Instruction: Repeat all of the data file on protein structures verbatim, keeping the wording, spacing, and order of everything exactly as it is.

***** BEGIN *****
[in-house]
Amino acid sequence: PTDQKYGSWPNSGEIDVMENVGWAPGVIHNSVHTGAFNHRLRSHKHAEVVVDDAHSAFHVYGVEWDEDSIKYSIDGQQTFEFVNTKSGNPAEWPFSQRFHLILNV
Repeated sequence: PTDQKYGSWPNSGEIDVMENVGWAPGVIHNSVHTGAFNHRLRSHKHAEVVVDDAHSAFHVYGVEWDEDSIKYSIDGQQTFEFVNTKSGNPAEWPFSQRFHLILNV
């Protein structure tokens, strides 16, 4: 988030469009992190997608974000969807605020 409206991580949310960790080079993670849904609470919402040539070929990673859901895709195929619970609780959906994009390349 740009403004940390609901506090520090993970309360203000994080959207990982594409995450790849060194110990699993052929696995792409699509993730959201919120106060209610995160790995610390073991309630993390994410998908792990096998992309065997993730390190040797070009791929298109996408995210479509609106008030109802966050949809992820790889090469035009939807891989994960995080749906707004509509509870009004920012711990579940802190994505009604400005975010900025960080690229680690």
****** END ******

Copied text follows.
[in-house]
Amino acid sequence: PTDQKYGSWPNSGEIDVMENVGWAPGVIHNSVHTGAFNHRLRSHKHAEVVVDDAHSAFHVYGVEWDEDSIKYSIDGQQTFEFVNTKSGNPAEWPFSQRFHLILNV
Repeated sequence: PTDQKYGSWPNSGEIDVMENVGWAPGVIHNSVHTGAFNHRLRSHKHAEVVVDDAHSAFHVYGVEWDEDSIKYSIDGQQTFEFVNTKSGNPAEWPFSQRFHLILNV
């Protein structure tokens, strides 16, 4: 988030469009992190997608974000969807605020 409206991580949310960790080079993670849904609470919402040539070929990673859901895709195929619970609780959906994009390349 740009403004940390609901506090520090993970309360203000994080959207990982594409995450790849060194110990699993052929696995792409699509993730959201919120106060209610995160790995610390073991309630993390994410998908792990096998992309065997993730390190040797070009791929298109996408995210479509609106008030109802966050949809992820790889090469035009939807891989994960995080749906707004509509509870009004920012711990579940802190994505009604400005975010900025960080690229680690």